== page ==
The serious pursuit of ecotourism in Australia was ‘kick started’ nearly 25 years ago through the establishment of Ecotourism Australia Ltd which now represents some 500 operators in Australia. Whilst the potential for geotourism, a related field of ‘nature based’ tourism was first recognised in Australia in 1996, the concept was only conceptualised locally by the convening in Western Australia of a Global Geotourism Conference in 2008, with the subsequent establishment of geotourism constituency groupings firstly by the Geological Society of Australia in 2011 and by Ecotourism Australia through the creation of the Geotourism Forum in November 2013.
For geotourism to reach its potential, new pathways for development such as geotrails and geoparks need to be implemented, having regard to government interest in nurturing regional development and new job creation through celebrating geotourism, geological and mining heritage. The development of a range of existing and proposed geotrail projects which offer exciting new opportunities for geotourism growth, whilst not overlooking Australia’s extensive protected areas as venues for enhancing geological and landscape interpretation and education as part of the overall ‘nature-based’ tourism mix.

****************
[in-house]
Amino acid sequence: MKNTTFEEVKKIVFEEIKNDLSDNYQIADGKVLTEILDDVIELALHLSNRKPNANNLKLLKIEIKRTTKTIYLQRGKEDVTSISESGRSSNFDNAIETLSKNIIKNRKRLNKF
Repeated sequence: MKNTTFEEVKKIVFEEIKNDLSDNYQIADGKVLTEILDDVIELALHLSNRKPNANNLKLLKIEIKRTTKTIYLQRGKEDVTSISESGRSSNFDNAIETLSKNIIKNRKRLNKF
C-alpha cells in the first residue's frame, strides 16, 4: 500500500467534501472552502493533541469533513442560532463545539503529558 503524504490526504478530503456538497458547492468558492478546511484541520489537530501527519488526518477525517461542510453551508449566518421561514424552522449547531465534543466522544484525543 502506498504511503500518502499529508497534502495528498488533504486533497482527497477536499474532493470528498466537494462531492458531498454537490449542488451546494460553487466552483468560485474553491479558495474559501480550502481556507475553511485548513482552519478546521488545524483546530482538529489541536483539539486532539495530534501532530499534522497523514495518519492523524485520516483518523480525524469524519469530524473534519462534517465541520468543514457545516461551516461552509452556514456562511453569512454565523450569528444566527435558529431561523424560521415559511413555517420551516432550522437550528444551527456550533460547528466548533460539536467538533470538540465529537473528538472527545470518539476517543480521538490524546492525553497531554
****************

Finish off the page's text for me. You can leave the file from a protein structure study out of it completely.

Inspired by the SEGRA 2015 conference, two exciting UNESCO Global Geopark projects have now emerged under the auspices of supporting local government agencies.
The Pre-Aspiring Etheridge UNESCO Global Geopark is embraced by the Shire of Etheridge in Far North Queensland. The Undara Lava Tube System, truly unique in the world as well as other landforms in the area proposed for the Global Geopark, have resulted in a diverse range of bioregions. Committed input from the Ewamian Aboriginal community is sure to identify sites exhibiting rich indigenous culture.
The Pre-Aspiring Warrumbungle UNESCO Global Geopark is located within three local government areas in northwest New South Wales. The’ Warrumbungles’ are already an internationally acclaimed tourist attraction steeped in volcanic geological history.
Both projects are engaging with the state National Parks and Wildlife Services, other state government agencies, local townships and farming and indigenous communities.